Window on Rena Priest

August 2, 2021

There’s a nice article by Frances Badgett on Washington State Poet Laureate Rena Priest in the new issue of Window, the magazine of Western Washington University. Have a look at “Ending the Plague with Poetry.”

. . . . .
thanks to Nancy Pagh for the lead

today in Chimacum!

July 14, 2021

The Madrona Project, published twice a year for a total of seven issues, by Empty Bowl, features the best work by poets and writers who are “outsiders” — who write in and of this world: outside of self, outside the mainstream, or simply outdoors.

Today, Wednesday, July 14, 2021, at 6:00pm, at Finnriver Farm & Cidery in Chimacum, Washington, Empty Bowl will celebrate the publication of The Madrona Project, Volume II Number 1, Keep A Green Bough: Voices From The Heart Of Cascadia, edited By Holly J. Hughes.

For this issue, Hughes invited 64 women writers and artists from Alaska to Oregon to reflect on what it means to live and write in the Cascadian bioregion at the end of 2020, a year that challenged resilience on every level. Reaching out to national and regionally acclaimed poets and essayists as well as new and emerging writers, she brings together a diverse chorus, including Indigenous voices and those who work the land or sea. “The voices gathered here remind us that our lives in Cascadia are still interwoven with fir and cedar, salmon and kingfisher, heron and eagle, raven and crow — perhaps even more so as we face an uncertain future together, turning to the natural world for signs of resilience and hope.”

There will be a reception, followed by readings by ten authors, including Washington State Poet Laureate Rena Priest, who will read from her preface to the volume. Four artists will also be showing their work.

Echology Poetry Walk

July 10, 2021

poem by DL Fowler on blue plaque staked alongside a walking trail

This summer (well, actually now through November), take a poetry walk in Gig Harbor. ECHOLOGY, a project by Jennifer Preston Chushcoff funded by the Gig Harbor Arts Commission, honors the return of chum salmon to the ancient spawning grounds of Donkey Creek.

Poems by Elijah Brambila, Jennifer Preston Chushcoff, DL Fowler, Brett Marlo, Rena Priest, Justin Teerlinck, Josie Emmons Turner, Lydia K. Valentine, and Cathy Warner are staked on placards along the Donkey Creek trail. Additional informative placards are placed in the Harbor History Museum and Austin Estuary Park.

ECHOLOGY culminates at the Donkey Creek Chum Festival in November, where selected poets will read their poems.

. . . . .
Thanks to Rena Priest for the heads up!

Poetry Club Talks

July 1, 2021

photo of darkened old bookstore with open book floating in the middle and the words Poetry Club Talks...

We have mentioned a LOT of poetry podcasts, but somehow overlooked Poetry Club Talks, a weekly, public discussion group and podcast produced in Bellingham and hosted by Ron Leatherbarrow and other Poetry Club members. There are 25 episodes available for listening and download, including May 15 and May 23, 2021, conversations with Washington State Poet Laureate Rena Priest. More Poetry Club on Facebook. Have a listen!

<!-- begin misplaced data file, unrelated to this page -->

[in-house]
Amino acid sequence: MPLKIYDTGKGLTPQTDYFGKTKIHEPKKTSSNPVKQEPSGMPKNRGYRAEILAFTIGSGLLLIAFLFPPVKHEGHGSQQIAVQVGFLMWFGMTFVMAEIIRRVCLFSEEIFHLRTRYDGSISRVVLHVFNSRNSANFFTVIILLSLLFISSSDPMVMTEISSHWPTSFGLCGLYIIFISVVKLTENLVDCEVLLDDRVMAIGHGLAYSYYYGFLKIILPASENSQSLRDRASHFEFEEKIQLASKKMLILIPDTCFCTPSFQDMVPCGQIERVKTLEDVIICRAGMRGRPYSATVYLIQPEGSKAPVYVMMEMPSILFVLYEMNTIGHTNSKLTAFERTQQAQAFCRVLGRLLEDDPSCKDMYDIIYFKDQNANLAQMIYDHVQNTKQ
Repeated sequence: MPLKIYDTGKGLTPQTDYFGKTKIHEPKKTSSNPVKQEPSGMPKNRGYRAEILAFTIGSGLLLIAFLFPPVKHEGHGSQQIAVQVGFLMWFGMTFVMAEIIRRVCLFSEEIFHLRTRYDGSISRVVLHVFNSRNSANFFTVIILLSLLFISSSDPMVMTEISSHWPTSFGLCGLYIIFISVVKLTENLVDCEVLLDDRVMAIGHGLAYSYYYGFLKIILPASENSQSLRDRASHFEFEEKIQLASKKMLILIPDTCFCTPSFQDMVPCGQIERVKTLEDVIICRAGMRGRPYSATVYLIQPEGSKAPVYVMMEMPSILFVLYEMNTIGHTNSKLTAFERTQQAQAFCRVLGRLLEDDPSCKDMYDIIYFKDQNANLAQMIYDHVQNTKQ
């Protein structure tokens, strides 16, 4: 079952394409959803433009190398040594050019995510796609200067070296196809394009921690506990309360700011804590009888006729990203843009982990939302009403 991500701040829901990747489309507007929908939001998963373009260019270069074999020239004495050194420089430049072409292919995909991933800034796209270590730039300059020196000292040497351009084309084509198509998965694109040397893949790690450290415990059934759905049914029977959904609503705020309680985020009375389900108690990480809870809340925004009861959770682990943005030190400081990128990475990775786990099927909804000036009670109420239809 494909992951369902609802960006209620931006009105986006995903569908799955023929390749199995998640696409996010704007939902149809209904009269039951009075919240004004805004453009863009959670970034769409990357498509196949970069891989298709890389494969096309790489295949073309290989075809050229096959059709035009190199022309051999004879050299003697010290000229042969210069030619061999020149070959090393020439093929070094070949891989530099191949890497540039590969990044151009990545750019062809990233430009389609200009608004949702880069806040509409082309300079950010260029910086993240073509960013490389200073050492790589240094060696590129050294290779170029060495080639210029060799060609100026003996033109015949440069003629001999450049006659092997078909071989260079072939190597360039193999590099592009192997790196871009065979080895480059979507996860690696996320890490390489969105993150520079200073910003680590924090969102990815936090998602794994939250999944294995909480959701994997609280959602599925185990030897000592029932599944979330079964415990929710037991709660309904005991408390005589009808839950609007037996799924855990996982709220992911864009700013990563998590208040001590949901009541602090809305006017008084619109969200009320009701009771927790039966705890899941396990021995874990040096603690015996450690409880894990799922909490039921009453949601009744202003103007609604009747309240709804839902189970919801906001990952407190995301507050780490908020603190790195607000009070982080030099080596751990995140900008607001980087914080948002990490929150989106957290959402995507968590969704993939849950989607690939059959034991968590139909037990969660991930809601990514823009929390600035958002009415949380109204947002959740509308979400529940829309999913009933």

6:00 p.m. today!

June 24, 2021

Sorry for the last-minute notice, but just learned about this free online reading at 6:00pm today, Thursday, June 24, 2021. Writers with work in the Submergence: Going Below the Surface with Orca and Salmon exhibition will present a live-on-Facebook reading of writing on the orca-salmon co/recovery theme.

Readers include Rena Priest, Christianne Balk, Sarah DeWeerdt, Sandra Noel, Orin Melvin, Jayne Marek, Alicia Hokanson, Gloria Vando, Sheila Dearden, Fredda Jaffe, Ching-In Chen, and Sophia McLain. Sophia McLain will also speak about the process of creating letterpress broadsides for the exhibition.

Submergence is the culmination of a workshop and event series co-created by Endangered Species Coalition and Creature Conserve, with support from Jack Straw Cultural Center.

You can visit the exhibition at Jack Straw Cultural Center until July 2, 2021. Schedule an appointment Monday-Friday between 10:00am-5:30pm by calling the gallery at (206) 634-0919 or emailing jsp@jackstraw.org.

If your late-spring and summer plans haven’t quite taken shape, this might be a good time to browse the many offerings at Hugo House. The Summer 2021 catalog is now online and registration is open. There are also loads of events, including a free, every-Thursday-in-June Quarantine Write-In with Rena Priest and a free one-hour lunchtime writing Q&A with Rick Barot. The summer write-in events continue in July with Sierra Nelson and August with Jaimie Li. And that’s just a taste of what’s coming up.

The SpeakEasy poetry series is honored to feature Rena Priest, the new Washington State Poet Laureate, at SpeakEasy 28: Homecoming. Presented on Zoom on Saturday, April 24, 2021, at 7:00pm Pacific, the reading will also include Rena’s poet/mentors James Bertolino, Anita K. Boyle, Nancy Pagh, and Jeanne Yeasting. For a Zoom link, please send an email to othermindpress AT gmail.com.

sale on classes!

April 15, 2021

If you were thinking about taking a class at Hugo House this spring but hadn’t quite gotten around to signing up, now’s your big chance. Hugo House is having a flash sale, today, April 15, through Sunday, April 18, 2021, (11:59pm Pacific). Sign up now and all classes will be 15% off with the code SPRING21.